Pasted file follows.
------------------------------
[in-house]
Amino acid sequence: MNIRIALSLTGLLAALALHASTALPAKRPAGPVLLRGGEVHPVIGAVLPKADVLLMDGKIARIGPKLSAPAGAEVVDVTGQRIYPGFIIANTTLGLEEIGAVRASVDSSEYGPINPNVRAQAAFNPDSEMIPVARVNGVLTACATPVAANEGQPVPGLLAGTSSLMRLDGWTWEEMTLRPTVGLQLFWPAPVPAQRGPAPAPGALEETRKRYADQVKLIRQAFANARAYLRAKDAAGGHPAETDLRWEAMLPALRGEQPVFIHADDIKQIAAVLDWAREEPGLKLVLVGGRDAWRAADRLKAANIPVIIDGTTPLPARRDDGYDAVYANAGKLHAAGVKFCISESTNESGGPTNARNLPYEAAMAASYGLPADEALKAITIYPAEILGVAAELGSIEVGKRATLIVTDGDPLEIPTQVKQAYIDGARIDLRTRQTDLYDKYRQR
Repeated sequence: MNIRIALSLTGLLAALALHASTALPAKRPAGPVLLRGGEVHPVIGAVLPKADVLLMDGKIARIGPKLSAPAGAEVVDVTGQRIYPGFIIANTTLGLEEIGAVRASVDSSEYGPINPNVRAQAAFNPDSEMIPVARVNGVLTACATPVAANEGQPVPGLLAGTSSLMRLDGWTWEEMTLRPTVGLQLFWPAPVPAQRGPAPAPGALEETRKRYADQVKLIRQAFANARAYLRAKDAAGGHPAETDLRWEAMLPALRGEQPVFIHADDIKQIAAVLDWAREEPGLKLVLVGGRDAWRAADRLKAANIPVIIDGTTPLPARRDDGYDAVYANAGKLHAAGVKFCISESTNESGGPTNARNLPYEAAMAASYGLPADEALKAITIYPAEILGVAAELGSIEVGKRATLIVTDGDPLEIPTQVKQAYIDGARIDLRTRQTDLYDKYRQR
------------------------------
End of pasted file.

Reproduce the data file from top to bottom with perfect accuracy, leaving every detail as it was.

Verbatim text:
[in-house]
Amino acid sequence: MNIRIALSLTGLLAALALHASTALPAKRPAGPVLLRGGEVHPVIGAVLPKADVLLMDGKIARIGPKLSAPAGAEVVDVTGQRIYPGFIIANTTLGLEEIGAVRASVDSSEYGPINPNVRAQAAFNPDSEMIPVARVNGVLTACATPVAANEGQPVPGLLAGTSSLMRLDGWTWEEMTLRPTVGLQLFWPAPVPAQRGPAPAPGALEETRKRYADQVKLIRQAFANARAYLRAKDAAGGHPAETDLRWEAMLPALRGEQPVFIHADDIKQIAAVLDWAREEPGLKLVLVGGRDAWRAADRLKAANIPVIIDGTTPLPARRDDGYDAVYANAGKLHAAGVKFCISESTNESGGPTNARNLPYEAAMAASYGLPADEALKAITIYPAEILGVAAELGSIEVGKRATLIVTDGDPLEIPTQVKQAYIDGARIDLRTRQTDLYDKYRQR
Repeated sequence: MNIRIALSLTGLLAALALHASTALPAKRPAGPVLLRGGEVHPVIGAVLPKADVLLMDGKIARIGPKLSAPAGAEVVDVTGQRIYPGFIIANTTLGLEEIGAVRASVDSSEYGPINPNVRAQAAFNPDSEMIPVARVNGVLTACATPVAANEGQPVPGLLAGTSSLMRLDGWTWEEMTLRPTVGLQLFWPAPVPAQRGPAPAPGALEETRKRYADQVKLIRQAFANARAYLRAKDAAGGHPAETDLRWEAMLPALRGEQPVFIHADDIKQIAAVLDWAREEPGLKLVLVGGRDAWRAADRLKAANIPVIIDGTTPLPARRDDGYDAVYANAGKLHAAGVKFCISESTNESGGPTNARNLPYEAAMAASYGLPADEALKAITIYPAEILGVAAELGSIEVGKRATLIVTDGDPLEIPTQVKQAYIDGARIDLRTRQTDLYDKYRQR